Drinking habits shift toward ‘Drunkorexia,’ study finds


Lily Katz

Students oftentimes forego eating in order to save calories for drinking. October 16, 2016.

By Jessica Berbey , Staff Writer

University students starve themselves all day long in order to get drunk quicker and without consuming extra calories.

According to a recent study by the Research Society on Alcoholism, college students are skipping meals to get drunk cheaper and faster. They will also work out excessively to avoid gaining weight from binge drinking.

“I haven’t heard of (drunkorexia) occurring on a regular basis, but I have heard of people doing it before and have definitely seen people get a lot more intoxicated by not eating before they drink,” said Lorna Gilmore, senior in social work.

The report shows that one third of college students engage in this activity, and that students don’t drink casually but rather to get blackout drunk.

Joseph Ketchem, the alcohol enforcement sergeant at the Champaign Police Department, expressed his concern over the recent epidemic.

“It’s stupid,” Ketchem said. “Any time you are starving yourself in order for you to go out and drink, not only will there be medical problems, but safety issues as well.”

A growing number of colleges are banning hard liquor on campuses in an attempt to moderate extreme drinking. For example, schools such as Stanford University and Dartmouth University placed bans on the consumption of hard liquor.

Ketchem said that extreme alcohol intake can severely impact a person’s life.

“Alcoholism can lead to people trying other drugs. It leads to them not showing up for classes, binge drinking, binge eating and not eating at all,” he said. “It’s a huge problem, not just among college students.”

Bob Wilczynski, assistant director of University Housing, said that he is aware of the concept of drunkorexia but that as far as he knows, there is no direct attribution to it here at Illinois.

There has been no detection of students intentionally starving themselves to drink, he said, but that he isn’t surprised that this category exists because of its correlation with body issues.

According to the study, athletes and students who live in fraternities and sororities were more likely to report such behaviors.

Wilczynski said that he sees why drunkorexia could be more prominent among greek organizations.

“In the residence halls where there is more opportunity to run into staff, there is a considerable amount of deterrence,” he said. “Because there is a lack of oversight in greek houses and private residences, I can see it probably being more likely.”

Ketchem, however, was unsure about whether drunkorexia should be attributed mostly to fraternities and sororities.

“I don’t know if we see a big difference between those kids we arrest and transport (to hospitals) who are involved in greek life,” he said. “You don’t have to be in a frat or sorority to go to bars and parties and overdrink.”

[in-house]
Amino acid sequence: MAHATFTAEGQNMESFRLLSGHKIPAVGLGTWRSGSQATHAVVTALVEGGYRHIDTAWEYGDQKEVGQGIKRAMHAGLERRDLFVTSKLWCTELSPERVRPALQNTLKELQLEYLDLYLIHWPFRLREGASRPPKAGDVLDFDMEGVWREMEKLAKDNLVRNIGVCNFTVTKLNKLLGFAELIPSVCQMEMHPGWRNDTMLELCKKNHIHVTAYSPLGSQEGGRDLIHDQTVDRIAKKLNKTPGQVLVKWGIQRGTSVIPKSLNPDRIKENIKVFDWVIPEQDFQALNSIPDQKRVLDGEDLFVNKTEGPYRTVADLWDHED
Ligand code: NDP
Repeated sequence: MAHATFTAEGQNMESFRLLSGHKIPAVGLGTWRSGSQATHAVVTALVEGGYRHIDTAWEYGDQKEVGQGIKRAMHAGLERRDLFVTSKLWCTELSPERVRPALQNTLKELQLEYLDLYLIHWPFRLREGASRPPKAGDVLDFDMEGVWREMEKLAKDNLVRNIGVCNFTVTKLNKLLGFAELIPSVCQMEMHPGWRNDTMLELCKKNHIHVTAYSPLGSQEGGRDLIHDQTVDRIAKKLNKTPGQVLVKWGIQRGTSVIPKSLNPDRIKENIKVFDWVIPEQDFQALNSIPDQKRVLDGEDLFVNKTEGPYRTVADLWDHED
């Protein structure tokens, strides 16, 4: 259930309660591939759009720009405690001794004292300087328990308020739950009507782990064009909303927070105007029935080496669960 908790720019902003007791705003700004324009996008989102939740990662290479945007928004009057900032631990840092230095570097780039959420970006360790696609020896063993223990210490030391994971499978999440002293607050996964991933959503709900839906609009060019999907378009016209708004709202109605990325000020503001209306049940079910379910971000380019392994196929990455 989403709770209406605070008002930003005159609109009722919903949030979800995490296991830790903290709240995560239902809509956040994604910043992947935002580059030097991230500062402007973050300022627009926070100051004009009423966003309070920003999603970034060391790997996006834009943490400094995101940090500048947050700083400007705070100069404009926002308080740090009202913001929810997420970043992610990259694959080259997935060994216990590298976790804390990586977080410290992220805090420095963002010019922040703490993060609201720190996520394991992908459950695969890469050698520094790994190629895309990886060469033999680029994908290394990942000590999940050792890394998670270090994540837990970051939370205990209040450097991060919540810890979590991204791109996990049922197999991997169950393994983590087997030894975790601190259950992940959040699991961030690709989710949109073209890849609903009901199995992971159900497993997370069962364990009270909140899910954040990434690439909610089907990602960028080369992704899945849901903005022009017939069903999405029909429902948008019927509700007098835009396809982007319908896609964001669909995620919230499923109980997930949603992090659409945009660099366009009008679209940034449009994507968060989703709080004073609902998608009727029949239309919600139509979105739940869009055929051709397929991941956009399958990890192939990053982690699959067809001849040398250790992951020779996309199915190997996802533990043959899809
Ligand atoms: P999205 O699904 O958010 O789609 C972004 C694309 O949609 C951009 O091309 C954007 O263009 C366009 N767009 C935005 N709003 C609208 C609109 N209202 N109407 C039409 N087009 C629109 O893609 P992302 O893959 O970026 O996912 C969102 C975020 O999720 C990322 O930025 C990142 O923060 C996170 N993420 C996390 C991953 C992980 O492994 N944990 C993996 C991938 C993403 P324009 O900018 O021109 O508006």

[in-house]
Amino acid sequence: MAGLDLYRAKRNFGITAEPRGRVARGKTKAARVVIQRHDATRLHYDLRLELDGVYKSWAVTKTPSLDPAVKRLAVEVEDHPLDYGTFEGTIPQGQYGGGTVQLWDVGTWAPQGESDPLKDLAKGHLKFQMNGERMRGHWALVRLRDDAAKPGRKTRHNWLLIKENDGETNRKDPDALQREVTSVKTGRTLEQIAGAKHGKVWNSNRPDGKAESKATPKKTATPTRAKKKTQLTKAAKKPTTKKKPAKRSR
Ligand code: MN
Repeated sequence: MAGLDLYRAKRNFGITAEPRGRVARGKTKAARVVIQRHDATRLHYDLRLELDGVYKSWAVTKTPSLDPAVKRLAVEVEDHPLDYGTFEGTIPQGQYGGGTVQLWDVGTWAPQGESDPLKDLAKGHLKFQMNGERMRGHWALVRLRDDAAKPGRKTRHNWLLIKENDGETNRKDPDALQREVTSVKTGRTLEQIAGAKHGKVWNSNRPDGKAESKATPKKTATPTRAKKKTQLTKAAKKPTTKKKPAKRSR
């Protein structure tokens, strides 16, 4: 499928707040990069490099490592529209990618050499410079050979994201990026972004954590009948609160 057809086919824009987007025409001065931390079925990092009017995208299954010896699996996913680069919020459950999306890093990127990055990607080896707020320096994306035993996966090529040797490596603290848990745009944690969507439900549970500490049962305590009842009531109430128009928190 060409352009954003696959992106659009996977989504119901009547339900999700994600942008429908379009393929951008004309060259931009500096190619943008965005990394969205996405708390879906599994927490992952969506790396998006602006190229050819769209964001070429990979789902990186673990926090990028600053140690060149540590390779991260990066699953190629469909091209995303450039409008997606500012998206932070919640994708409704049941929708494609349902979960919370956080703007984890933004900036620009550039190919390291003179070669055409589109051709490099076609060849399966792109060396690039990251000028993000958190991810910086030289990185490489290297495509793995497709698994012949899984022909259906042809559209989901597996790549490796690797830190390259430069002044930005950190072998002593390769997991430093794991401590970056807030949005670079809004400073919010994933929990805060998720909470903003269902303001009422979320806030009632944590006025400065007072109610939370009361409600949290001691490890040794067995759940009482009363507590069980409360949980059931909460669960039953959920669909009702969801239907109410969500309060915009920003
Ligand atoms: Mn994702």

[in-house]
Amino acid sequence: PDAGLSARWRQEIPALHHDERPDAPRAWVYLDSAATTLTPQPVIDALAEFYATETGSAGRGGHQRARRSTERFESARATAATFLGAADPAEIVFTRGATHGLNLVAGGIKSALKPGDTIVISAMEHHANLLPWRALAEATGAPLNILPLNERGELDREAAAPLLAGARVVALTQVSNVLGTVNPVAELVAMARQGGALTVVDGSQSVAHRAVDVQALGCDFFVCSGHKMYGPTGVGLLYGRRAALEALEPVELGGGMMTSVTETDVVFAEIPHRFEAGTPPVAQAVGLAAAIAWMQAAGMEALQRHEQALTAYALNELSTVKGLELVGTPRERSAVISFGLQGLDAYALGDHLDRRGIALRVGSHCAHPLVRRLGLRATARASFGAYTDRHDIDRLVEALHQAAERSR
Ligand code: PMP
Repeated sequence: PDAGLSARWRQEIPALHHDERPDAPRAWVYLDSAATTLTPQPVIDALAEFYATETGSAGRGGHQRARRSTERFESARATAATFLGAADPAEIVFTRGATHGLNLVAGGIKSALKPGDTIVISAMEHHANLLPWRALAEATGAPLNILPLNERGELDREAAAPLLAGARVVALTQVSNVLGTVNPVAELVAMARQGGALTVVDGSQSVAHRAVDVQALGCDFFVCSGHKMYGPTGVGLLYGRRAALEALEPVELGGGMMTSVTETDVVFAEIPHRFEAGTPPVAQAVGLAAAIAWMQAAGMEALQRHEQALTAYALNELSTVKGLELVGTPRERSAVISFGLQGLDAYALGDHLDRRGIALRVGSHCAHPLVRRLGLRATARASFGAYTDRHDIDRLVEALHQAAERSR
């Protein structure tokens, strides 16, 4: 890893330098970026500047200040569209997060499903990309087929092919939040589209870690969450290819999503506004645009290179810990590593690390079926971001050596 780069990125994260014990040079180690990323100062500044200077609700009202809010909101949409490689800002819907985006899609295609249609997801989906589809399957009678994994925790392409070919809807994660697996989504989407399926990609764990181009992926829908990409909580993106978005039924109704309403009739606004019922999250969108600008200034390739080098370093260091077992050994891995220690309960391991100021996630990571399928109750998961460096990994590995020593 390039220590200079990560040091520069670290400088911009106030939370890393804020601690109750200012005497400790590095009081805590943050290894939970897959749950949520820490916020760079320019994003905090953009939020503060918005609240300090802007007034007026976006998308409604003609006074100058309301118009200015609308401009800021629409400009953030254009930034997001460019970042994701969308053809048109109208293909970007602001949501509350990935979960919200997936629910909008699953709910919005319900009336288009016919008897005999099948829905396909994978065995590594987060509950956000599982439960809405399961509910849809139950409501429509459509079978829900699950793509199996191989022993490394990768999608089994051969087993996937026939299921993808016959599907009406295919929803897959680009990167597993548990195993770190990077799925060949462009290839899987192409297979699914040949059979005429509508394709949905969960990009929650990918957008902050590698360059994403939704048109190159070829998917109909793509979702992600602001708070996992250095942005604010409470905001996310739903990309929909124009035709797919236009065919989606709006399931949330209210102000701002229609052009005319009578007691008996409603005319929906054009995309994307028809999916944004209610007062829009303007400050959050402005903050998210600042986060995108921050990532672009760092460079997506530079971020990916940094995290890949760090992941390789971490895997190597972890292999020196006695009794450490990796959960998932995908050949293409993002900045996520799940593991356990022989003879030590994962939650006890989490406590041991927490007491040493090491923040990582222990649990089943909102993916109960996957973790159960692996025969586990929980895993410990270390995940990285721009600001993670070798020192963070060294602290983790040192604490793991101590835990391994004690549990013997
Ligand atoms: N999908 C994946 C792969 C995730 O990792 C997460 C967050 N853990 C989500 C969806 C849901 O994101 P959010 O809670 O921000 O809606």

According to the National Institute on Alcohol Abuse and Alcoholism, having five drinks or more on the same occasion is considered heavy drinking. Their report also showcased that men and women are equally susceptible to drunkorexia-related behaviors.

Heavy drinking is a problem when students have multiple drinking tickets or have been transported to the hospital because of drinking.

“If it is affecting your life in any way, it is a problem,” Ketchem said.

More than half of Americans aged 12 or older reported being current drinkers of alcohol, with 23 percent classifying as binge drinkers, according to the Substance Abuse and Mental Health Services Administration.

“As many as 80 percent of heavy college drinkers are found to be either starving themselves, restricting calories or over exercising,” according to the study.

Ketchem suggested that drunkorexia may perhaps only be common on campus during Unofficial.

Unofficial St. Patrick’s Day is an all-day (and commonly all-weekend) drinking event that occurs at the University a week prior to spring break. Students from the University, residents of Urbana and Champaign, as well as people from all over the United States travel to the University for the holiday.

“People have a tendency to drink from 5 a.m. to midnight on Unofficial, and that is where the problem lies,” Ketchem said.

Despite the hype associated with Unofficial, he said, it has been closely moderated, especially within the last 20 years.

Meanwhile, Wilczynski believes that the alcohol culture among college students at the University hasn’t changed.

“Within the last five years, the amount of alcohol consumption has been concerning, but I don’t think this year is any better or worse,” Wilczynski said. “It is maintaining a trend that the University is hoping to respond to and change.”

There are ways for students to look out for each other and to help those who may have an alcohol problem, such as connecting them to dining hall dieticians, the Counseling Center or the Alcohol and Other Drug Office, Wilczynski said.

“If you notice signs on a student that they might be experiencing nontraditional eating habits or see signs of drunkorexia, talk to them and offer them support,” he said. “There’s a variety of different resources to help students navigate this difficult issue.”

Andrew Koehler, junior in engineering, says he’s well aware of the concept of drunkorexia.

“it is definitely prominent on campus,” he said. “There is a lot more the University can do to moderate it.”   
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